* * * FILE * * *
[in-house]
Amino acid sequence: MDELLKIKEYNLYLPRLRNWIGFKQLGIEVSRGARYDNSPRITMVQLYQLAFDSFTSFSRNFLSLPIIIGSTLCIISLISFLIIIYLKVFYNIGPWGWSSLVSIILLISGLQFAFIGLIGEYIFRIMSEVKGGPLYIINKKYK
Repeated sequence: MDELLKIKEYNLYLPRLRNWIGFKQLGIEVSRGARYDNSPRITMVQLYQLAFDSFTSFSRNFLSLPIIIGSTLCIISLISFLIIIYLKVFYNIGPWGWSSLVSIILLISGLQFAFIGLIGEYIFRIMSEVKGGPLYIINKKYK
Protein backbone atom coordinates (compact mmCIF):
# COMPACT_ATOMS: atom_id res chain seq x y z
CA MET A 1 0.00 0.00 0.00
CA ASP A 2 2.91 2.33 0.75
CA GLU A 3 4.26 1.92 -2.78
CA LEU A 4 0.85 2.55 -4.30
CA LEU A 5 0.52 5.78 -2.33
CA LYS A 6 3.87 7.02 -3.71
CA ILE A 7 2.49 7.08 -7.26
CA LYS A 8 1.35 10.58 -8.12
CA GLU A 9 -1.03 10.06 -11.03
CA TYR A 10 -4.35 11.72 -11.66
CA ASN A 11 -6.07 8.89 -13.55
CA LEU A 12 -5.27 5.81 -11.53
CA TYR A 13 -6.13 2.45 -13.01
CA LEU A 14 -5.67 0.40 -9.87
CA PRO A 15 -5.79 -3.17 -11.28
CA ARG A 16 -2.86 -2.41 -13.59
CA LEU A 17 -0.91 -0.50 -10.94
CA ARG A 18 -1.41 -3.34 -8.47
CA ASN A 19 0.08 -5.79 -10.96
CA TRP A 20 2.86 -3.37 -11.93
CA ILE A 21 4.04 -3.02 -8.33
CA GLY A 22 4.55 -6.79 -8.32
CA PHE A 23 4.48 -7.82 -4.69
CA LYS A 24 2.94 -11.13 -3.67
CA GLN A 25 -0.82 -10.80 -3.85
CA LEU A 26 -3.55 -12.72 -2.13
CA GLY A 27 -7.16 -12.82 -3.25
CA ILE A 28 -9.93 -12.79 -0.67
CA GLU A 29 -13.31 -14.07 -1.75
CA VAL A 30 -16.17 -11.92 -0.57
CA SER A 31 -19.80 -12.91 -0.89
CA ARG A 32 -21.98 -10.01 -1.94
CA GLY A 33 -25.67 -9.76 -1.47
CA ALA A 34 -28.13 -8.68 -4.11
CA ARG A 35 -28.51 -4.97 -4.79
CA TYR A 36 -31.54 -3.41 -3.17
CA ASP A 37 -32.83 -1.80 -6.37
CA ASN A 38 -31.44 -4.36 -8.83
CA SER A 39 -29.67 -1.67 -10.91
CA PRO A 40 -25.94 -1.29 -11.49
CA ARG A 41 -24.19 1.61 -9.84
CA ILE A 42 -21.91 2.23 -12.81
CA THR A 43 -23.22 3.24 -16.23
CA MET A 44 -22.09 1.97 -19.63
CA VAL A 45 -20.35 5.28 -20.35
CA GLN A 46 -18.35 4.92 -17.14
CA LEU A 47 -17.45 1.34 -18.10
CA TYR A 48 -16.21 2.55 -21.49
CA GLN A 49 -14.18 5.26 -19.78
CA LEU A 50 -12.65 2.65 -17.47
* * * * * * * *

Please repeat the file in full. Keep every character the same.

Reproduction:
[in-house]
Amino acid sequence: MDELLKIKEYNLYLPRLRNWIGFKQLGIEVSRGARYDNSPRITMVQLYQLAFDSFTSFSRNFLSLPIIIGSTLCIISLISFLIIIYLKVFYNIGPWGWSSLVSIILLISGLQFAFIGLIGEYIFRIMSEVKGGPLYIINKKYK
Repeated sequence: MDELLKIKEYNLYLPRLRNWIGFKQLGIEVSRGARYDNSPRITMVQLYQLAFDSFTSFSRNFLSLPIIIGSTLCIISLISFLIIIYLKVFYNIGPWGWSSLVSIILLISGLQFAFIGLIGEYIFRIMSEVKGGPLYIINKKYK
Protein backbone atom coordinates (compact mmCIF):
# COMPACT_ATOMS: atom_id res chain seq x y z
CA MET A 1 0.00 0.00 0.00
CA ASP A 2 2.91 2.33 0.75
CA GLU A 3 4.26 1.92 -2.78
CA LEU A 4 0.85 2.55 -4.30
CA LEU A 5 0.52 5.78 -2.33
CA LYS A 6 3.87 7.02 -3.71
CA ILE A 7 2.49 7.08 -7.26
CA LYS A 8 1.35 10.58 -8.12
CA GLU A 9 -1.03 10.06 -11.03
CA TYR A 10 -4.35 11.72 -11.66
CA ASN A 11 -6.07 8.89 -13.55
CA LEU A 12 -5.27 5.81 -11.53
CA TYR A 13 -6.13 2.45 -13.01
CA LEU A 14 -5.67 0.40 -9.87
CA PRO A 15 -5.79 -3.17 -11.28
CA ARG A 16 -2.86 -2.41 -13.59
CA LEU A 17 -0.91 -0.50 -10.94
CA ARG A 18 -1.41 -3.34 -8.47
CA ASN A 19 0.08 -5.79 -10.96
CA TRP A 20 2.86 -3.37 -11.93
CA ILE A 21 4.04 -3.02 -8.33
CA GLY A 22 4.55 -6.79 -8.32
CA PHE A 23 4.48 -7.82 -4.69
CA LYS A 24 2.94 -11.13 -3.67
CA GLN A 25 -0.82 -10.80 -3.85
CA LEU A 26 -3.55 -12.72 -2.13
CA GLY A 27 -7.16 -12.82 -3.25
CA ILE A 28 -9.93 -12.79 -0.67
CA GLU A 29 -13.31 -14.07 -1.75
CA VAL A 30 -16.17 -11.92 -0.57
CA SER A 31 -19.80 -12.91 -0.89
CA ARG A 32 -21.98 -10.01 -1.94
CA GLY A 33 -25.67 -9.76 -1.47
CA ALA A 34 -28.13 -8.68 -4.11
CA ARG A 35 -28.51 -4.97 -4.79
CA TYR A 36 -31.54 -3.41 -3.17
CA ASP A 37 -32.83 -1.80 -6.37
CA ASN A 38 -31.44 -4.36 -8.83
CA SER A 39 -29.67 -1.67 -10.91
CA PRO A 40 -25.94 -1.29 -11.49
CA ARG A 41 -24.19 1.61 -9.84
CA ILE A 42 -21.91 2.23 -12.81
CA THR A 43 -23.22 3.24 -16.23
CA MET A 44 -22.09 1.97 -19.63
CA VAL A 45 -20.35 5.28 -20.35
CA GLN A 46 -18.35 4.92 -17.14
CA LEU A 47 -17.45 1.34 -18.10
CA TYR A 48 -16.21 2.55 -21.49
CA GLN A 49 -14.18 5.26 -19.78
CA LEU A 50 -12.65 2.65 -17.47